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George Byron Gordon Personal Papers
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- University of Pennsylvania: Penn Museum Archives
- George Byron Gordon Personal Papers
- Call Number:
- 0.5 Linear feet
- George Byron Gordon (1870-1927) served on the staff of the University of Pennsylvania Museum from 1903 to 1927, first as a curator, and later as director. Under his leadership, three wings were added to the Museum, and the collections were expanded extensively, most notably the Chinese Collection. Gordon also led two expeditions for the Museum to Alaska and initiated the regular offering of anthropology courses at the University of Pennsylvania. The George Byron Gordon Papers Collection consists of 12 folders in one archival box, consisting of correspondence, certificates, and personal materials.
Cite as:[Item name]. Box [Box number]. George Byron Gordon Personal Papers. Penn Museum Archives. Accessed [Date accessed].
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George Byron Gordon (1870-1927) was born on August 4 in New Perth, Prince Edward Island, Canada to James and Jane MacLaren Gordon. He studied at the University of South Carolina for one year (1888) and later attended Harvard University, where he earned his Ph.D. in 1894. In 1892, he was assistant to John G. Owens on the Harvard excavations at Copán, Honduras. After the death of Owens in 1893, Gordon took over the leadership of the expedition for the next six seasons, until 1900.
In 1903 Gordon joined the staff of the University of Pennsylvania Museum as Assistant Curator of the Section of General Ethnology. Since the position of curator of the section was honorary (held by William Henry Furness III), Gordon carried out most of the tasks of the department. He was made Curator of the Section in 1905.
In 1905 and 1907, Gordon led two expeditions for the Museum to Alaska. On both trips he traveled with his brother, MacLaren Gordon. The results of these expeditions were published in In the Alaskan Wilderness (Philadelphia: John C. Winston Company, 1917).
Gordon was the first to establish regular courses in Anthropology at the University of Pennsylvania. In 1886 and 1887 Daniel G. Brinton had offered selected courses in the field, and the Department of Anthropology was not officially established until 1913 by Frank G. Speck, but Gordon offered courses, both graduate and undergraduate, every semester from 1907 to 1915.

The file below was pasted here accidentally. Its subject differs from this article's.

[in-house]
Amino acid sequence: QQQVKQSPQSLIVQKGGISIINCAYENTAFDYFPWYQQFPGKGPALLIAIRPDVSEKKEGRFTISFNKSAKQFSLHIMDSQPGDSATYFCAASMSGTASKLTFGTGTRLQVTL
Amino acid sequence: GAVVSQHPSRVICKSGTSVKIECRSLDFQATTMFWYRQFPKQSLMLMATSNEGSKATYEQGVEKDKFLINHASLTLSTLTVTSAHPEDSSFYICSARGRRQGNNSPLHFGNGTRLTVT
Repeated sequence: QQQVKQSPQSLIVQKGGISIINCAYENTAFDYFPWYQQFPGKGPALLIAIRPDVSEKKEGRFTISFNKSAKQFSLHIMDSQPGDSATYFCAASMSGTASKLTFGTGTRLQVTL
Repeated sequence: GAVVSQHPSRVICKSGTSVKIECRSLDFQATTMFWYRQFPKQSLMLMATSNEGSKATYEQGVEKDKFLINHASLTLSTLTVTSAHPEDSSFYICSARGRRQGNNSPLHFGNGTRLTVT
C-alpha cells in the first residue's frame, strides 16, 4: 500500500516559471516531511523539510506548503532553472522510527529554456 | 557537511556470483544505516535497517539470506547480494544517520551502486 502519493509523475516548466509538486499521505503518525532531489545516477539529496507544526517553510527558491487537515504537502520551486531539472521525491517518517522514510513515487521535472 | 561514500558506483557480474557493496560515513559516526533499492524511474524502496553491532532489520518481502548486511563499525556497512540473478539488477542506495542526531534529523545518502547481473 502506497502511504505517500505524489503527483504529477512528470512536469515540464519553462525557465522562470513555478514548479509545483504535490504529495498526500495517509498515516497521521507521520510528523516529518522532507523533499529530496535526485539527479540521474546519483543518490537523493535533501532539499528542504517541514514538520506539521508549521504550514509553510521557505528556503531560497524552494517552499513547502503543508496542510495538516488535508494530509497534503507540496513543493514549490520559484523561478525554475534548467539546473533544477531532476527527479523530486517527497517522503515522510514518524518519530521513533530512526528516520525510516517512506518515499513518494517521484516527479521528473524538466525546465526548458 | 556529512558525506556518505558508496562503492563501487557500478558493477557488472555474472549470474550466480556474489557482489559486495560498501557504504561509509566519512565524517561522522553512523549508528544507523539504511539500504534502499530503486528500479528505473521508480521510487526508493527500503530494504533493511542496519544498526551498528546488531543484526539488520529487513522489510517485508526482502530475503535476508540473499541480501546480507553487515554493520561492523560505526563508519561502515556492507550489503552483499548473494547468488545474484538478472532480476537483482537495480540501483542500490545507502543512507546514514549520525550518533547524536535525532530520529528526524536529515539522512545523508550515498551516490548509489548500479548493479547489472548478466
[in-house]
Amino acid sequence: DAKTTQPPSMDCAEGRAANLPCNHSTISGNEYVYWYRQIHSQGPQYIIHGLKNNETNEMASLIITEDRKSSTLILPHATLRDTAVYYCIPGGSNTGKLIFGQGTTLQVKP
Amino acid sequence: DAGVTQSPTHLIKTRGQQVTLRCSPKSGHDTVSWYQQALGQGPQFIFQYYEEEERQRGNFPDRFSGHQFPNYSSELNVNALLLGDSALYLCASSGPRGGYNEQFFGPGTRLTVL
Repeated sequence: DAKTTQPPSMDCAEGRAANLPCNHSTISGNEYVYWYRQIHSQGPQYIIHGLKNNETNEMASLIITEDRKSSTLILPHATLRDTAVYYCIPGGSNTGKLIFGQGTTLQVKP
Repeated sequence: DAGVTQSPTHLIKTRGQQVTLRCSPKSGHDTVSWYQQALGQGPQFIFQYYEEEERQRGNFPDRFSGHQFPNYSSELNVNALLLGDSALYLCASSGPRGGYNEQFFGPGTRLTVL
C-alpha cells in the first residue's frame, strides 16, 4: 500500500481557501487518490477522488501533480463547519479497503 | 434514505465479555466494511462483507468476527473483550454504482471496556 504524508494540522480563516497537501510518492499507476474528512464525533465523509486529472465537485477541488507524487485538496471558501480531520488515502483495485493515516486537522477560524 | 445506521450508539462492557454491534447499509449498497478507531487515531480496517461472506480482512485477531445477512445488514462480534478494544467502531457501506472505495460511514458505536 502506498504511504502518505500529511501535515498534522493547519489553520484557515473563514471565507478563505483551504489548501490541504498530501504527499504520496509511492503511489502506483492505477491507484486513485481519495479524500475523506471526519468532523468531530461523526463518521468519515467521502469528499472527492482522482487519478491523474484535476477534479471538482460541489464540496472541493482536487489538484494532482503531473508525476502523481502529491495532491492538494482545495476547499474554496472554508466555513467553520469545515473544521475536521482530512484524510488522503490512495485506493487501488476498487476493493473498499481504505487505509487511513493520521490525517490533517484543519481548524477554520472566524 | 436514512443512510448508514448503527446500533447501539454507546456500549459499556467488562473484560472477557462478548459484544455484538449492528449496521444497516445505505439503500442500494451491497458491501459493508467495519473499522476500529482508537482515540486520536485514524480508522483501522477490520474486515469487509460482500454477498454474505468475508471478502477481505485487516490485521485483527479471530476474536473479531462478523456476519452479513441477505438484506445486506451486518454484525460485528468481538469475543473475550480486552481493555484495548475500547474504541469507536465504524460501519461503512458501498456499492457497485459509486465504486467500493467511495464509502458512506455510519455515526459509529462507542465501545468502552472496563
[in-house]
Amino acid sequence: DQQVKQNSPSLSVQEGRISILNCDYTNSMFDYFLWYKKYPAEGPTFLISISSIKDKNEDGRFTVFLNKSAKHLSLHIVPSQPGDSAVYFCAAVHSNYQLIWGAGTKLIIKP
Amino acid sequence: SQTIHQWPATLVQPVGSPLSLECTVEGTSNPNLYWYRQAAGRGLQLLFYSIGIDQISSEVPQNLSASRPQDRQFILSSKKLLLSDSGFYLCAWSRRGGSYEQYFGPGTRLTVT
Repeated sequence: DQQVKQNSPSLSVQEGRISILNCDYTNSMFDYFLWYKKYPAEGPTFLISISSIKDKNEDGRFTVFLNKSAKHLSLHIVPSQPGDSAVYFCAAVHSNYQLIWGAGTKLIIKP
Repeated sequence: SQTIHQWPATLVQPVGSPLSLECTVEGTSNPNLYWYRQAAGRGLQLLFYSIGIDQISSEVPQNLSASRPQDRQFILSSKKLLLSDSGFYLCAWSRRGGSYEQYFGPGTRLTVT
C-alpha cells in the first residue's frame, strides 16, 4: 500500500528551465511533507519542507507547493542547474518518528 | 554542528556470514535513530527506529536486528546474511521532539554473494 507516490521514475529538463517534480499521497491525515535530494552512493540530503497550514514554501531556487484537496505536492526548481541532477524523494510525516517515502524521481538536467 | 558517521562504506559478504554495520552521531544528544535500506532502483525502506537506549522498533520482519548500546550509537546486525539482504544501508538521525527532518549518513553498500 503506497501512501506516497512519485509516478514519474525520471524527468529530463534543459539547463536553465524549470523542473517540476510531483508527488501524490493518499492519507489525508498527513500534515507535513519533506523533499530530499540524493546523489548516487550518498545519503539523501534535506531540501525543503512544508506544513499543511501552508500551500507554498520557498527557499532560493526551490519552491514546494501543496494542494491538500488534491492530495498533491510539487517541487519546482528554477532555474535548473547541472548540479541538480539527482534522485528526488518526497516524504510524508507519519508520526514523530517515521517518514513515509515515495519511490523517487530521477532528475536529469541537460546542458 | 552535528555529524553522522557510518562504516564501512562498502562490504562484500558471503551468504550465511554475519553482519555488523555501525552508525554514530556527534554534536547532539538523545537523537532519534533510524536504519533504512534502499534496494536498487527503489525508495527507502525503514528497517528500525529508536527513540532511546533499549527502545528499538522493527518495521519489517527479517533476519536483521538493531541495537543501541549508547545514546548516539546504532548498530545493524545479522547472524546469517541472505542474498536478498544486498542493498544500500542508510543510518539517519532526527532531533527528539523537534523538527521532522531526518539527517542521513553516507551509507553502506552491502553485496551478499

In 1910, the management of the University of Pennsylvania Museum having outstripped the capacities of a volunteer Board of Managers, George Byron Gordon was appointed Director of the institution. With the help of Charles Custis Harrison (Provost of the University of Pennsylvania, 1894-1911; Vice-President of the Museum, 1911-1916; and President, 1917-1929) and Eckley B. Coxe, Jr. (President of the Museum’s Board of Managers, 1910-1916), Gordon oversaw the largest period of growth in the history of the Museum. Three wings were added to the original 1899 museum building: the Harrison Rotunda (1915), the Coxe Egyptian Wing (1926), and the Administrative Wing (1929). The collections saw a multifold increase, as well as the Museum’s involvement in the field. Some of the major expeditions carried out under Gordon’s directorship include Memphis (Mit-rahineh) and Thebes (Dra Abu el-Naga) in Egypt, Ur in modern Iraq, Beth Shean in modern Israel, and the Amazon Expedition. He also established The Museum Journal, the institution’s magazine and the forerunner of today’s Expedition magazine.
Gordon had a very keen collector’s eye. When purchasing collections he always chose the best specimens and drove a hard bargain with antiquities dealers, who, however, respected his connoisseurship and sought him out when they had a rare piece to sell. He became an expert of great breadth in archaeology, history, and art. Although he was trained in Central America, he undertook ethnography in Alaska, wrote about the history of London (Rambles in Old London; Philadelphia: George W. Jacobs & Co., 1924), and made perhaps his most lasting reputation putting together the Museum’s Chinese collections, which rank among the best in the world.